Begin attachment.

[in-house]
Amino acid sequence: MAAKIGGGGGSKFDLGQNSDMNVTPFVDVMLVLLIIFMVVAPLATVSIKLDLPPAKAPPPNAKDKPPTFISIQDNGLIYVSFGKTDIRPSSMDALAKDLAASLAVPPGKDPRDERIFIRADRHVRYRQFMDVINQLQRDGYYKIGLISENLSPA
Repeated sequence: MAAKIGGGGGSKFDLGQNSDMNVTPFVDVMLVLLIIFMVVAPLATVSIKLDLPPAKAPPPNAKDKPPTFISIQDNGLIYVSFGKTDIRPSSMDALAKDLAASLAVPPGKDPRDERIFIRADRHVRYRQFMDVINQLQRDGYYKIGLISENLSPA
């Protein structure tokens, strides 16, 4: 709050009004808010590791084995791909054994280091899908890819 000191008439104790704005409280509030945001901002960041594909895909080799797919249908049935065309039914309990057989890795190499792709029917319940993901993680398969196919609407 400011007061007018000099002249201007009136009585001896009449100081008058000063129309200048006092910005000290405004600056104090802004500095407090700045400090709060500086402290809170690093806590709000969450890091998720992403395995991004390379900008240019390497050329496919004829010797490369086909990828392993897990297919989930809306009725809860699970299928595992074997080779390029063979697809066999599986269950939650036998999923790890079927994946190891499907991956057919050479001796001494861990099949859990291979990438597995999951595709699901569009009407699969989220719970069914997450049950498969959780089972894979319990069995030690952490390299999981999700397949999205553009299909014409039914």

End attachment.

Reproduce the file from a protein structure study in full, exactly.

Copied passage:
[in-house]
Amino acid sequence: MAAKIGGGGGSKFDLGQNSDMNVTPFVDVMLVLLIIFMVVAPLATVSIKLDLPPAKAPPPNAKDKPPTFISIQDNGLIYVSFGKTDIRPSSMDALAKDLAASLAVPPGKDPRDERIFIRADRHVRYRQFMDVINQLQRDGYYKIGLISENLSPA
Repeated sequence: MAAKIGGGGGSKFDLGQNSDMNVTPFVDVMLVLLIIFMVVAPLATVSIKLDLPPAKAPPPNAKDKPPTFISIQDNGLIYVSFGKTDIRPSSMDALAKDLAASLAVPPGKDPRDERIFIRADRHVRYRQFMDVINQLQRDGYYKIGLISENLSPA
């Protein structure tokens, strides 16, 4: 709050009004808010590791084995791909054994280091899908890819 000191008439104790704005409280509030945001901002960041594909895909080799797919249908049935065309039914309990057989890795190499792709029917319940993901993680398969196919609407 400011007061007018000099002249201007009136009585001896009449100081008058000063129309200048006092910005000290405004600056104090802004500095407090700045400090709060500086402290809170690093806590709000969450890091998720992403395995991004390379900008240019390497050329496919004829010797490369086909990828392993897990297919989930809306009725809860699970299928595992074997080779390029063979697809066999599986269950939650036998999923790890079927994946190891499907991956057919050479001796001494861990099949859990291979990438597995999951595709699901569009009407699969989220719970069914997450049950498969959780089972894979319990069995030690952490390299999981999700397949999205553009299909014409039914």